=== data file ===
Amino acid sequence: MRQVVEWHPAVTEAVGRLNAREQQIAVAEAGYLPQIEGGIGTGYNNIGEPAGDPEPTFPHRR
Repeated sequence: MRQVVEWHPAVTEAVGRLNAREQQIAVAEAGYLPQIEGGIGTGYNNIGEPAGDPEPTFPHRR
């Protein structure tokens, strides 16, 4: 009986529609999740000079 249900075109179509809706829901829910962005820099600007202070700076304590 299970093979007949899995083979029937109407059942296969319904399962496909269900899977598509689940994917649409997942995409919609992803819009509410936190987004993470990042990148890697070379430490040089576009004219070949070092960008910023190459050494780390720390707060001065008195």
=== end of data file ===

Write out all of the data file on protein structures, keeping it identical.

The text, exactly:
Amino acid sequence: MRQVVEWHPAVTEAVGRLNAREQQIAVAEAGYLPQIEGGIGTGYNNIGEPAGDPEPTFPHRR
Repeated sequence: MRQVVEWHPAVTEAVGRLNAREQQIAVAEAGYLPQIEGGIGTGYNNIGEPAGDPEPTFPHRR
């Protein structure tokens, strides 16, 4: 009986529609999740000079 249900075109179509809706829901829910962005820099600007202070700076304590 299970093979007949899995083979029937109407059942296969319904399962496909269900899977598509689940994917649409997942995409919609992803819009509410936190987004993470990042990148890697070379430490040089576009004219070949070092960008910023190459050494780390720390707060001065008195």